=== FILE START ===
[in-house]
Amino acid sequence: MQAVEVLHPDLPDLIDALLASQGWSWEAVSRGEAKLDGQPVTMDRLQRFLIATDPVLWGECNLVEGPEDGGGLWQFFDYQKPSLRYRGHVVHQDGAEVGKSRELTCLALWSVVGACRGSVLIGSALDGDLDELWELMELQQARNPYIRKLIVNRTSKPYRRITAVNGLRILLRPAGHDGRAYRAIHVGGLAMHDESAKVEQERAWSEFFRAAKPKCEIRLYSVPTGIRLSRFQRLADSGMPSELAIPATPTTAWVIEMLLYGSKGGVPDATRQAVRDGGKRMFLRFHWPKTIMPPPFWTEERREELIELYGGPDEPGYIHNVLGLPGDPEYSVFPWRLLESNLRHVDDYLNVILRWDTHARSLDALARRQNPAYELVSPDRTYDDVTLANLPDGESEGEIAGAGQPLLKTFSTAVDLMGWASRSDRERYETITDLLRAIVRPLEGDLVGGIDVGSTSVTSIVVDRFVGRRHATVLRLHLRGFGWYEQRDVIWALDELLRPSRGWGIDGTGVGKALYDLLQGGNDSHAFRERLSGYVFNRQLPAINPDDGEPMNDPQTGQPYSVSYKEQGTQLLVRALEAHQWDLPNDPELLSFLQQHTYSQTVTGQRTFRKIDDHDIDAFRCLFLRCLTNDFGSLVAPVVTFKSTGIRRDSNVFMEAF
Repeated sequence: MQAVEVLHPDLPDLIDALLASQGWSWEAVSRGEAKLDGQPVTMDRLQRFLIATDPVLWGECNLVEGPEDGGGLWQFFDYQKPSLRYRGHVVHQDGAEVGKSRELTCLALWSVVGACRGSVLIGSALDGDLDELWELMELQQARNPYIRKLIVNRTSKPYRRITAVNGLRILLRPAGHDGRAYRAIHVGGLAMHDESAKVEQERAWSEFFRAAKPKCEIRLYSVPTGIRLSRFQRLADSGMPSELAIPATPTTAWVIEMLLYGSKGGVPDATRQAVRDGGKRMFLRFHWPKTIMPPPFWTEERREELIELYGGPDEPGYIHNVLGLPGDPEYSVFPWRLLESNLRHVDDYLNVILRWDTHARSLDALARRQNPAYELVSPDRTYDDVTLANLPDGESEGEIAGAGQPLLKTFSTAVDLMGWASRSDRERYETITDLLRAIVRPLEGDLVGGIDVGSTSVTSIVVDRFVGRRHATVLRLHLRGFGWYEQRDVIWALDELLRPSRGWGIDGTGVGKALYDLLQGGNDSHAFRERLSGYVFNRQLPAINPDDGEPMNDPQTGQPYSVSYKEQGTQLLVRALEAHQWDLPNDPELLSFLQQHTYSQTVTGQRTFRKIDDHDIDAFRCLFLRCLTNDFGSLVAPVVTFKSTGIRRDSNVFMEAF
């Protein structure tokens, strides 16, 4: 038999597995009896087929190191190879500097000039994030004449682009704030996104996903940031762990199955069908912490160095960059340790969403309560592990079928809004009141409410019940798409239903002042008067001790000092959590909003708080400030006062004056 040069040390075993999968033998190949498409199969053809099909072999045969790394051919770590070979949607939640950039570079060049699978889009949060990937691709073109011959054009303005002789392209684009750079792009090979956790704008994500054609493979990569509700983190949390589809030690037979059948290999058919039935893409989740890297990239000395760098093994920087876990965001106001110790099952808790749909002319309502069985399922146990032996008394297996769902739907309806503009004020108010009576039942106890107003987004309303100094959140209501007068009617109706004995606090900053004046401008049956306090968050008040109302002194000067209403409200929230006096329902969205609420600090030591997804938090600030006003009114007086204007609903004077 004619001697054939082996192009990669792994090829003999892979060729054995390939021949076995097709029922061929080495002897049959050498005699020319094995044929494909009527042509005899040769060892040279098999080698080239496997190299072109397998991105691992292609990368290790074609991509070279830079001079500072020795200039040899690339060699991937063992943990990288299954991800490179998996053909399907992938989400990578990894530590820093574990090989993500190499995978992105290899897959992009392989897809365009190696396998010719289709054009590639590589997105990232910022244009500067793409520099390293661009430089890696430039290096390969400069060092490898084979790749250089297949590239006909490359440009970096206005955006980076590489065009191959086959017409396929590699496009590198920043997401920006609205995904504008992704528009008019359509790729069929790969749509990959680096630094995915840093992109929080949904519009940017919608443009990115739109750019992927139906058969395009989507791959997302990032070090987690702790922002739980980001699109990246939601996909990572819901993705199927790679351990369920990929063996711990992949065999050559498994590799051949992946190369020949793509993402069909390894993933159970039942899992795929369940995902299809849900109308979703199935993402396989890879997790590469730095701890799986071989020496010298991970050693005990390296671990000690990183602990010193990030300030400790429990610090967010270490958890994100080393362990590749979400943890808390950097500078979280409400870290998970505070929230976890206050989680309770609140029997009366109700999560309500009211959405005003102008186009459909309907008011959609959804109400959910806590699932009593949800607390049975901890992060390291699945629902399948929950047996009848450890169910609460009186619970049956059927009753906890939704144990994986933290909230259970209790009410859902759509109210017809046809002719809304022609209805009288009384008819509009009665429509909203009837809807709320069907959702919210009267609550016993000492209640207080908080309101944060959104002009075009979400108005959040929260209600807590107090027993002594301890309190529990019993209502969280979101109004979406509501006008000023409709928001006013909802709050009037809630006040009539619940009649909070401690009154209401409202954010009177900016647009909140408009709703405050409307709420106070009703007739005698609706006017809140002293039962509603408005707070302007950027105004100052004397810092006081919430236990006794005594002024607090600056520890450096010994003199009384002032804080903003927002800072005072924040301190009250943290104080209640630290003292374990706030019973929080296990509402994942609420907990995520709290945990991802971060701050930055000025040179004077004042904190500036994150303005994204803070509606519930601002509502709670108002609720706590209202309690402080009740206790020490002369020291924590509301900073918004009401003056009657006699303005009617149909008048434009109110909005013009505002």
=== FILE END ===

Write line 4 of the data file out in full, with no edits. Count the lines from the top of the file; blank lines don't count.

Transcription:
């Protein structure tokens, strides 16, 4: 038999597995009896087929190191190879500097000039994030004449682009704030996104996903940031762990199955069908912490160095960059340790969403309560592990079928809004009141409410019940798409239903002042008067001790000092959590909003708080400030006062004056 040069040390075993999968033998190949498409199969053809099909072999045969790394051919770590070979949607939640950039570079060049699978889009949060990937691709073109011959054009303005002789392209684009750079792009090979956790704008994500054609493979990569509700983190949390589809030690037979059948290999058919039935893409989740890297990239000395760098093994920087876990965001106001110790099952808790749909002319309502069985399922146990032996008394297996769902739907309806503009004020108010009576039942106890107003987004309303100094959140209501007068009617109706004995606090900053004046401008049956306090968050008040109302002194000067209403409200929230006096329902969205609420600090030591997804938090600030006003009114007086204007609903004077 004619001697054939082996192009990669792994090829003999892979060729054995390939021949076995097709029922061929080495002897049959050498005699020319094995044929494909009527042509005899040769060892040279098999080698080239496997190299072109397998991105691992292609990368290790074609991509070279830079001079500072020795200039040899690339060699991937063992943990990288299954991800490179998996053909399907992938989400990578990894530590820093574990090989993500190499995978992105290899897959992009392989897809365009190696396998010719289709054009590639590589997105990232910022244009500067793409520099390293661009430089890696430039290096390969400069060092490898084979790749250089297949590239006909490359440009970096206005955006980076590489065009191959086959017409396929590699496009590198920043997401920006609205995904504008992704528009008019359509790729069929790969749509990959680096630094995915840093992109929080949904519009940017919608443009990115739109750019992927139906058969395009989507791959997302990032070090987690702790922002739980980001699109990246939601996909990572819901993705199927790679351990369920990929063996711990992949065999050559498994590799051949992946190369020949793509993402069909390894993933159970039942899992795929369940995902299809849900109308979703199935993402396989890879997790590469730095701890799986071989020496010298991970050693005990390296671990000690990183602990010193990030300030400790429990610090967010270490958890994100080393362990590749979400943890808390950097500078979280409400870290998970505070929230976890206050989680309770609140029997009366109700999560309500009211959405005003102008186009459909309907008011959609959804109400959910806590699932009593949800607390049975901890992060390291699945629902399948929950047996009848450890169910609460009186619970049956059927009753906890939704144990994986933290909230259970209790009410859902759509109210017809046809002719809304022609209805009288009384008819509009009665429509909203009837809807709320069907959702919210009267609550016993000492209640207080908080309101944060959104002009075009979400108005959040929260209600807590107090027993002594301890309190529990019993209502969280979101109004979406509501006008000023409709928001006013909802709050009037809630006040009539619940009649909070401690009154209401409202954010009177900016647009909140408009709703405050409307709420106070009703007739005698609706006017809140002293039962509603408005707070302007950027105004100052004397810092006081919430236990006794005594002024607090600056520890450096010994003199009384002032804080903003927002800072005072924040301190009250943290104080209640630290003292374990706030019973929080296990509402994942609420907990995520709290945990991802971060701050930055000025040179004077004042904190500036994150303005994204803070509606519930601002509502709670108002609720706590209202309690402080009740206790020490002369020291924590509301900073918004009401003056009657006699303005009617149909008048434009109110909005013009505002």